Benefits of bariatric surgery may outweigh risks for severely obese

Mar 14, 2011

Bariatric surgery can result in long-term weight loss and significant reductions in cardiac and other risk factors for some severely obese adults, according to a scientific statement from the American Heart Association.

The statement, published in Circulation: Journal of the American Heart Association, is the first by the American Heart Association focused solely on bariatric surgery and cardiac risk factors, according to lead author Paul Poirier, M.D., Ph.D., director of the prevention/rehabilitation program at Quebec Heart and Lung Institute at Laval University Hospital in Canada.

"The statement is not an across-the-board endorsement of bariatric surgery for the severely obese," Poirier said. "It is a consensus document that provides expert perspective based on the results of recent scientific studies."

Bariatric surgery encompasses various procedures that decrease appetite while restricting food intake and/or causing food to pass through the gastro-intestinal tract without being fully absorbed or digested. The American Heart Association has long considered bariatric surgery an option to be evaluated carefully based on each patient's medical profile.

Severe obesity is defined as a (BMI) of more than 40kg/m2, according to the statement. For example, a sedentary woman who is 5-feet, 4-inches tall and weighs 235 pounds has a BMI of about 40.3kg/ m2. A 6-foot tall sedentary man who weighs 295 has a BMI of 40.

"Obesity has reached epidemic proportions in the United States, as well as in much of the industrialized world," Poirier said. "The most rapidly growing segment of the obese population is the severely obese. The of severe obesity are profound. In comparison with normal-weight individuals, a 25-year-old severely obese man has a 22 percent reduction in his expected lifespan."

Doctors and patients have been frustrated with the challenges of treating obesity, Poirier said. "Substantial long-term successes from lifestyle modifications and drug therapy have been disappointing, making it important to look at surgical options," he said.

When reviewing the scientific literature, the statement-writing committee found that, when indicated, bariatric surgery leads to significant weight loss and improvements in the health consequences of being overweight, such as diabetes, high cholesterol, liver disease, high blood pressure, obstructive sleep apnea and cardiovascular dysfunction. Recent studies have suggested that bariatric surgery prolongs life in the severely obese.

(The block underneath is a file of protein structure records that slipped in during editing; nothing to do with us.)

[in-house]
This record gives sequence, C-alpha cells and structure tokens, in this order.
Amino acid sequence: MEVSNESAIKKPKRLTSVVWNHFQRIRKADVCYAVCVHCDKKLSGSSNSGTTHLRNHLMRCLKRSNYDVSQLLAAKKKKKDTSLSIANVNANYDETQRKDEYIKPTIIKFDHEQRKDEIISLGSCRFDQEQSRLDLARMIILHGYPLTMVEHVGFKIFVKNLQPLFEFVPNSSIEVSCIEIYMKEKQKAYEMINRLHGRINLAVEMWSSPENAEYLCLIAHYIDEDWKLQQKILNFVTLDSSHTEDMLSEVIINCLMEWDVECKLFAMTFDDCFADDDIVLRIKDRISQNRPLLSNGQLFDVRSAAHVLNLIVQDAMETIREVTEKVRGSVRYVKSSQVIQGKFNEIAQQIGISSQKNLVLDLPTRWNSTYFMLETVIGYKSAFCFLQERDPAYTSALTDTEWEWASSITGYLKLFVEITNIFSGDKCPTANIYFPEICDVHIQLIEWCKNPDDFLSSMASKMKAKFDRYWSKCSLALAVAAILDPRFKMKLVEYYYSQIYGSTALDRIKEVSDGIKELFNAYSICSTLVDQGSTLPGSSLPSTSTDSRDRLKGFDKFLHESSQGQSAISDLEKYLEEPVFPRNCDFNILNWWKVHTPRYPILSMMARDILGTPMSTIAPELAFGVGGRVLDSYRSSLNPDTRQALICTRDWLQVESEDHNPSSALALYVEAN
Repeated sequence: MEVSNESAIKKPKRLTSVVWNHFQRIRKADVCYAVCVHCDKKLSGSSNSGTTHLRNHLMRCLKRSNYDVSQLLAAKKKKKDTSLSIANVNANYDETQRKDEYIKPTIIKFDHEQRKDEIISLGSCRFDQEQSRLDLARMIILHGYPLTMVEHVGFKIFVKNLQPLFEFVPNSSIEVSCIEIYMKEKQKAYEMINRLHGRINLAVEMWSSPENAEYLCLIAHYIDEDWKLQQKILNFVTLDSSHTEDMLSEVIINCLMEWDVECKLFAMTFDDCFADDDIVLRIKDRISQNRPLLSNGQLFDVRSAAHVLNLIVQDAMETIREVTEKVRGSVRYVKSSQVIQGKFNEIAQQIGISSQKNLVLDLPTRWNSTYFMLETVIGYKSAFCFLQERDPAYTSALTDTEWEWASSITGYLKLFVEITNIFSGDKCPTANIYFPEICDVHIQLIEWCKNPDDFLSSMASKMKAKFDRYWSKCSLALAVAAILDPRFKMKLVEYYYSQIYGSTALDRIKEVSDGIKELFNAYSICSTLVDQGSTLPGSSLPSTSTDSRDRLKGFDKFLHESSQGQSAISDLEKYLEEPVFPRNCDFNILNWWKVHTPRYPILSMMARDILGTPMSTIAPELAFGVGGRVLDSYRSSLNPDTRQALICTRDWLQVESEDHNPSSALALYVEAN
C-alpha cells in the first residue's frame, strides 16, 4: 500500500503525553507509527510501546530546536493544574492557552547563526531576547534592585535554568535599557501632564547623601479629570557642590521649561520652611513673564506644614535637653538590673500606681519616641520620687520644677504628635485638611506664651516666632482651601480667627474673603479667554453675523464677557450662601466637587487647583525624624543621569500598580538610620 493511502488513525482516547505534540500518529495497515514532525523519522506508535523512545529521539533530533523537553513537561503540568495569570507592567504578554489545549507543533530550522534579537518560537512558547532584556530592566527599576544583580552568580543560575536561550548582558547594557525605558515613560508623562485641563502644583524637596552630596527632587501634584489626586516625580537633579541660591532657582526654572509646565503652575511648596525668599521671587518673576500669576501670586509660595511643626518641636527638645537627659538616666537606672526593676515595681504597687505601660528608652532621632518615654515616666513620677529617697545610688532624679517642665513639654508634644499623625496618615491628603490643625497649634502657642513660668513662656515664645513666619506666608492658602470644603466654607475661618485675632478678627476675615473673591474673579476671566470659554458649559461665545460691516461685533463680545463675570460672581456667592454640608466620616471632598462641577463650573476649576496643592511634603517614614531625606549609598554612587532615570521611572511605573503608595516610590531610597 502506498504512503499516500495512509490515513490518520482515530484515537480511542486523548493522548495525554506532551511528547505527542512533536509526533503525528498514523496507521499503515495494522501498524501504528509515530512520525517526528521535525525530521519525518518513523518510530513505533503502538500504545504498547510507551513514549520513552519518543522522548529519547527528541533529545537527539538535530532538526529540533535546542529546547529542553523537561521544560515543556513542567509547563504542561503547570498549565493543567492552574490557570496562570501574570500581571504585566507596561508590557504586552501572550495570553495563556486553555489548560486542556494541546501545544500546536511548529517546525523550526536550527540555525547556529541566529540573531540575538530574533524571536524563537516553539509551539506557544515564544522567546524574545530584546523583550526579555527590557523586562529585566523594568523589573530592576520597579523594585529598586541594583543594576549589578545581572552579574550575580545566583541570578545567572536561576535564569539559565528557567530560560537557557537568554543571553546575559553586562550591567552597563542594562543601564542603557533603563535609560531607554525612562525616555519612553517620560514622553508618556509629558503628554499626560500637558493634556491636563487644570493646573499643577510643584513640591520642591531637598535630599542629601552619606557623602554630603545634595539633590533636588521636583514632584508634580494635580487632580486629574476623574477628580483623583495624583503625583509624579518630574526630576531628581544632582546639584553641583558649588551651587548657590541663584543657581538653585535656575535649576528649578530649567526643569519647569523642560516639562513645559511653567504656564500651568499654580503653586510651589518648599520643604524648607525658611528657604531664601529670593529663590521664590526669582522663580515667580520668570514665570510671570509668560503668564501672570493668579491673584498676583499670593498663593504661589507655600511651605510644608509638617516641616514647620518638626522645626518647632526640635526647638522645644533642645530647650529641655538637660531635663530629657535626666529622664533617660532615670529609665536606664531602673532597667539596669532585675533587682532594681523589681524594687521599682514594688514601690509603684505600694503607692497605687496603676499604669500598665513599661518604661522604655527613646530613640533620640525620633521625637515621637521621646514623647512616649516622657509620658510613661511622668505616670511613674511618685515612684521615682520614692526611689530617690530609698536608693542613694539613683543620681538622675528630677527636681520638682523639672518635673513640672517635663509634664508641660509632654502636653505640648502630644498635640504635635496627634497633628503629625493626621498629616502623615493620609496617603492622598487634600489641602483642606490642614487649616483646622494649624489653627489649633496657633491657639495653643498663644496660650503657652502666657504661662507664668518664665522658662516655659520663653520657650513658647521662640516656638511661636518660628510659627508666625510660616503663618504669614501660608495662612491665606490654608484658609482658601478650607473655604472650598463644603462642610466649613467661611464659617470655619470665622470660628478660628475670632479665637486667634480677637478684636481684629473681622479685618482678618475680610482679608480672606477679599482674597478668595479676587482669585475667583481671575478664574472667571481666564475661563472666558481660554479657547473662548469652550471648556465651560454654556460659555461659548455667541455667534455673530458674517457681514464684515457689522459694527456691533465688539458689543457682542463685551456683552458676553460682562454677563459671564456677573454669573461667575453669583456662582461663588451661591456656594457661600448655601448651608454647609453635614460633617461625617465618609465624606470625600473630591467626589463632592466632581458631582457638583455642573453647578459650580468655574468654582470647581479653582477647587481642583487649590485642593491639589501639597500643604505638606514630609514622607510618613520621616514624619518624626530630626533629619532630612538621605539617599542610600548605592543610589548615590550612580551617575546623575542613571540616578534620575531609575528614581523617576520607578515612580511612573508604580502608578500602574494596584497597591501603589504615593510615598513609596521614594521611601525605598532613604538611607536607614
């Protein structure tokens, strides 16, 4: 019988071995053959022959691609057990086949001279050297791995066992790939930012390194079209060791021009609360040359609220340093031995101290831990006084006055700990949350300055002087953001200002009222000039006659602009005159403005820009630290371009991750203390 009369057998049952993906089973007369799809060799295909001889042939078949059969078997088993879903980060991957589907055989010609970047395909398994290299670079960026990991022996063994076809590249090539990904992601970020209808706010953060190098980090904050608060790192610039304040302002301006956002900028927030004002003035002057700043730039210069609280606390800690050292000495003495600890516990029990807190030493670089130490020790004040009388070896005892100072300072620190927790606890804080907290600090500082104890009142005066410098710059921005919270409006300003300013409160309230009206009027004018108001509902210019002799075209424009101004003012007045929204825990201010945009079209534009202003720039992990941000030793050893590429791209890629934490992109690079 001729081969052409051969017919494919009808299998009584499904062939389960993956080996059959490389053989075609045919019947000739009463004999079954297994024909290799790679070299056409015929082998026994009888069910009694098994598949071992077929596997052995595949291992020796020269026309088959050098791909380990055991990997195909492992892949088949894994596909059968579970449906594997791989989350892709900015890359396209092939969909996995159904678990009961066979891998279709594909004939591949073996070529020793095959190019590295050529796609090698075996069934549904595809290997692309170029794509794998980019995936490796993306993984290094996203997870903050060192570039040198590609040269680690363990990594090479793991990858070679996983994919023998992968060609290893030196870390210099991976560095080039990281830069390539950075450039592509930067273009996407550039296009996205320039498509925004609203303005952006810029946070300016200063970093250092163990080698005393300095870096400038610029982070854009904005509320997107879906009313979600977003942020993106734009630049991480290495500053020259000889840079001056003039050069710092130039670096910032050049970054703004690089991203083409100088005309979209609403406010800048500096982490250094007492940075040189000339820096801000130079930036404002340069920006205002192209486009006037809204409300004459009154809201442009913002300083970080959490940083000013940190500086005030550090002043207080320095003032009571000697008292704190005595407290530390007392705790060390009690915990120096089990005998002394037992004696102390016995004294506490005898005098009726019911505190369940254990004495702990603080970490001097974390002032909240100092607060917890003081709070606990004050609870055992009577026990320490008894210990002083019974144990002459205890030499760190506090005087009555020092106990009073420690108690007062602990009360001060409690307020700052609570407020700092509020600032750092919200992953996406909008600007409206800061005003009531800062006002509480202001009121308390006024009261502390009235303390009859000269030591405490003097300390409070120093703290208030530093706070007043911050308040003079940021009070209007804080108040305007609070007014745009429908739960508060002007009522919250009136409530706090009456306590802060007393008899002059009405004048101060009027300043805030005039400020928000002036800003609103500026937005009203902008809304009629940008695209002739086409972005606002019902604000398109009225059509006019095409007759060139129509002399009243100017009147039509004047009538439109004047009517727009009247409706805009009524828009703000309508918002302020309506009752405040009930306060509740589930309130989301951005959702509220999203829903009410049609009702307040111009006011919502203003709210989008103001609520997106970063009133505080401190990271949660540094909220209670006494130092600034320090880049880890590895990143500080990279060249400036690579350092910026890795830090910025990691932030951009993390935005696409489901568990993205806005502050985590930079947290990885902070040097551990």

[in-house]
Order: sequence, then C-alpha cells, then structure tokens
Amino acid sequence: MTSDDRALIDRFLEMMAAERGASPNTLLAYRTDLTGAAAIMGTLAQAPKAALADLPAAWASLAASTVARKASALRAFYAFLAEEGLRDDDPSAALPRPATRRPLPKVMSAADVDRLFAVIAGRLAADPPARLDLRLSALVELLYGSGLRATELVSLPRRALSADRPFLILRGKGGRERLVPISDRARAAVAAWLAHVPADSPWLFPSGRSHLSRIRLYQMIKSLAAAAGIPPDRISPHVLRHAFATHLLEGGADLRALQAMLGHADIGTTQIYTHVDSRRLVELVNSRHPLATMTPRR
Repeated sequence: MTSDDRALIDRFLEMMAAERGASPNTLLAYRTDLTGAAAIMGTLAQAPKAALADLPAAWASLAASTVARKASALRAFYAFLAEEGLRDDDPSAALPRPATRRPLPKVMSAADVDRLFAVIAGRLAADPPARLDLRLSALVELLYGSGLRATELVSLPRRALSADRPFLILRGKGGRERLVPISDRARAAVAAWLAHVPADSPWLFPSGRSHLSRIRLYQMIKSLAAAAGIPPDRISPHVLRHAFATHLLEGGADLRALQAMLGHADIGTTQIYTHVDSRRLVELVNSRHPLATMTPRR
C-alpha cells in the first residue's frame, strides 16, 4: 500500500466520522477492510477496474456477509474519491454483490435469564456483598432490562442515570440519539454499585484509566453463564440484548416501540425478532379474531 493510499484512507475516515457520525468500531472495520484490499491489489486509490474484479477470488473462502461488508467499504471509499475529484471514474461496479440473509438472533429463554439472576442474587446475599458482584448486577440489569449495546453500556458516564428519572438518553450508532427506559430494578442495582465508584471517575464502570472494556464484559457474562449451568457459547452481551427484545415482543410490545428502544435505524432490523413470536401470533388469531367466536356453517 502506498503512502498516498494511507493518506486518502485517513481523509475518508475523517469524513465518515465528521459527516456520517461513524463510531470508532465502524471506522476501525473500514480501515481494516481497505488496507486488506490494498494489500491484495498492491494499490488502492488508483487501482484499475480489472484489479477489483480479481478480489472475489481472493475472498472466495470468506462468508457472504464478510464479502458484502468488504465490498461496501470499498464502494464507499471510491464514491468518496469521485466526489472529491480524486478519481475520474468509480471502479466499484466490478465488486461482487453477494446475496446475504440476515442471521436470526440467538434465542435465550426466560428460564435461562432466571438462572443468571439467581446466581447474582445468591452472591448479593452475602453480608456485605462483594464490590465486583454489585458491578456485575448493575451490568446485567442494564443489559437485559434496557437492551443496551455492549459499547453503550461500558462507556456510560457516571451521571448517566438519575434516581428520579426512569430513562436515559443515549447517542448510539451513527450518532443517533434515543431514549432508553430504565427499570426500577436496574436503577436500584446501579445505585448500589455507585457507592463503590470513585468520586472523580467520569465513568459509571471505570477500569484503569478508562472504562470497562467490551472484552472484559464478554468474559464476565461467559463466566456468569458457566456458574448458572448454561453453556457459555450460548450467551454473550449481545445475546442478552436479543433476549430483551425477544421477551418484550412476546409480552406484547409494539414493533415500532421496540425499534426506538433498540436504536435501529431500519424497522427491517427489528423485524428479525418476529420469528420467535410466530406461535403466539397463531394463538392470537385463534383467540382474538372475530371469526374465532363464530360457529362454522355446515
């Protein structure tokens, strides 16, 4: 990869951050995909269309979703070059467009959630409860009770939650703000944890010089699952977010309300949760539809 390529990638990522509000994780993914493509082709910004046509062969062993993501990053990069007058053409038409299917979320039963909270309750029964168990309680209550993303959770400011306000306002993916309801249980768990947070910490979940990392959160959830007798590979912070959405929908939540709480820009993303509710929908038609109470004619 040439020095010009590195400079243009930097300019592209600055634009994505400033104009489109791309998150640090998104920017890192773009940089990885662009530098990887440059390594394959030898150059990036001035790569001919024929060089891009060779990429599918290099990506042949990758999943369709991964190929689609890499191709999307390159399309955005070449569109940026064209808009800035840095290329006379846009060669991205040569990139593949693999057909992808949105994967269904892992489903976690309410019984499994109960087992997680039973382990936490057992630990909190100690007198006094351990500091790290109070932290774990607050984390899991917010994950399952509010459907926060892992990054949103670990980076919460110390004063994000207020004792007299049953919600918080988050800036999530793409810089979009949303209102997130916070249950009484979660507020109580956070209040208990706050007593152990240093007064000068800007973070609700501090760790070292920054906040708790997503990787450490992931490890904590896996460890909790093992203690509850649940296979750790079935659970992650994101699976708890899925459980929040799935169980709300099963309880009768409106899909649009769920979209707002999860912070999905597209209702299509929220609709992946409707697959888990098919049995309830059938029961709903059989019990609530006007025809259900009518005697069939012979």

There are, however, surgical risks – including death – and long-term post-surgical lifestyle implications. Patients must make lifelong behavior changes, such as supplement use, and follow up with the surgical team.

"Bariatric procedures are generally safe; however, this is not a benign surgery," Poirier said. "At the moment, bariatric surgery should be reserved for patients who can undergo surgery safely, have severe obesity and have failed attempts at medical therapy."

More research on bariatric surgery in adults and youths is needed, Poirier said. The severely obese adolescent population continues to grow with no effective sustainable treatment available.

The value of psychological evaluations and profiles in cases is uncertain. The statement's authors suggest psychological evaluations should assess the behavioral and environmental factors that may have contributed to a patient's obesity, as well as the potential impact on a patient's ability to make the dietary and behavioral changes needed to achieve the best results from .

Explore further: Humiliation tops list of mistreatment toward med students

add to favorites email to friend print save as pdf

Related Stories

Are obese adolescents too young for bariatric surgery?

May 03, 2010

Severely obese adolescents may desire or potentially benefit from bariatric surgery. However, half of primary care physicians say they would not recommend the procedure to a patient under the age of 18, according to research ...

Recommended for you

Humiliation tops list of mistreatment toward med students

12 hours ago

Each year thousands of students enroll in medical schools across the country. But just how many feel they've been disrespected, publicly humiliated, ridiculed or even harassed by their superiors at some point during their ...

Surrogate offers clues into man with 16 babies

20 hours ago

When the young Thai woman saw an online ad seeking surrogate mothers, it seemed like a life-altering deal: $10,000 to help a foreign couple that wanted a child but couldn't conceive.

Nurses go on strike in Ebola-hit Liberia

20 hours ago

Nurses at Liberia's largest hospital went on strike on Monday, demanding better pay and equipment to protect them against a deadly Ebola epidemic which has killed hundreds in the west African nation.

ALS Ice Bucket Challenge arrives in North Korea

Aug 31, 2014

It's pretty hard to find a novel way to do the ALS Ice Bucket Challenge by now, but two-time Grammy-winning rapper Pras Michel, a founding member of the Fugees, has done it—getting his dousing in the center ...

Cold cash just keeps washing in from ALS challenge

Aug 28, 2014

In the couple of hours it took an official from the ALS Association to return a reporter's call for comment, the group's ubiquitous "ice bucket challenge" had brought in a few million more dollars.

User comments : 0